It was that performance more than any other that shot Edwards up into third for the month, despite starting only the final two games of the month.
4. Michael Cooper (10.24)
For Cooper, see the entries for Watts and Mayor. Cooper was yet another who had a solid but unspectacular month, keeping one clean sheet from the six. That will be disappointing for Cooper, both because of the quality of opposition and the relative control Argyle exhibited throughout a couple of games, notably Northampton and Wigan, only for brief periods of pressure to translate into goals.
In a normal month, Cooper probably wouldn’t make the top five based on his performances, but because of the disruption to team selection he was able to take advantage of playing every minute and avoiding any bad performances.
5. Will Aimson (9.24)
Yep. Same again really. Aimson started five of the six and put in no bad performances, but equally no strong ones. His best performance was Doncaster, but overall he was quite average and made the top five for the same reason as Cooper. Like Edwards, Aimson started the season very well with dominant performances against QPR and Blackpool, but dropped off and had an awful game against Wimbledon before losing his place because of a positive covid test.
- Danny Mayor (11.61)
- Will Aimson (10.31)
- Conor Grant (9.86)
How we calculate the score
Each player receives a match rating from 1-10 and one player from each match receives a man of the match bonus. Players who played fewer than 15 minutes of a match do not receive a match rating unless they made a significant impact. The players are scored by a variety of individuals who have witnessed every match this season.
The scores are aggregated and weighted against the number of appearances, before the man of the match bonus is added. In this way, we are ranking the impact of a player across the season. The more often they have played and the better they have performed, the more of an impact they have made on the team’s season, and therefore the higher they rank.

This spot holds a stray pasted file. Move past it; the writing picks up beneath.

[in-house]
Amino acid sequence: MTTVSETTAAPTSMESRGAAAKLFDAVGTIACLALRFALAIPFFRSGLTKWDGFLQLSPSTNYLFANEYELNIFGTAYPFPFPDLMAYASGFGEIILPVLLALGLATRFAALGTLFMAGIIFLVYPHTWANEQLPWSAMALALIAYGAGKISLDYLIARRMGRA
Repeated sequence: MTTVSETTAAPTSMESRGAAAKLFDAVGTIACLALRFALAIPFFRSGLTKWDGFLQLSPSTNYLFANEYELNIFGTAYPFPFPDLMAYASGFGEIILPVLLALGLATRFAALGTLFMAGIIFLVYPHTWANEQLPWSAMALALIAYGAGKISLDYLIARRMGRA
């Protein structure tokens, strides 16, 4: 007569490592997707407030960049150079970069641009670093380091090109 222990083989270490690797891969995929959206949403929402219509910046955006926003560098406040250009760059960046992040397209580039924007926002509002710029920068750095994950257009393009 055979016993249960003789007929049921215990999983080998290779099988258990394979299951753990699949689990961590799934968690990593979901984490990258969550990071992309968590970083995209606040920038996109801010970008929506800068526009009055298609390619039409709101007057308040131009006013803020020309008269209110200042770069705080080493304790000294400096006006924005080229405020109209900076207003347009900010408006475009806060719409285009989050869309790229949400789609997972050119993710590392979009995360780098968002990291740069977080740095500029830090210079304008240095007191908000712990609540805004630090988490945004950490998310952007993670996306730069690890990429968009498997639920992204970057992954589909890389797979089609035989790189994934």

The formula also adds weight to higher scores. A player who gets 6s and 7s every week would average out at the same rating as a player who got a 9 one week and a 4 the next. Yet, that 9 rating implies a player made a match-winning impact and that should be rewarded. So, players who score higher ratings receive higher scores, even if their average rating is the same as a player who gets consistent middling-scores.
This way of ranking players enables us to be more impartial when speaking of the impact made by each player across a season, as it significantly reduces:
- recency bias (players who hit a spell of form often have their season-wide impact overstated because of their recent performances).
- statistical bias (players with lots of goals or assists relative to their position tend to be rated above those whose performance levels have been consistently superior but are not involved in goal-scoring, often because it is hard to visualise a player’s impact across a season without resorting to these stats. It explains why attackers, or defenders involved in a high-number of goals, predominantly receive most recognition throughout a season – we’re looking at you, Garth Crooks).
- conformation bias (fans who favour some players tend to fixate on their positive performances while neglecting to factor in their bad performances when ranking them across a season).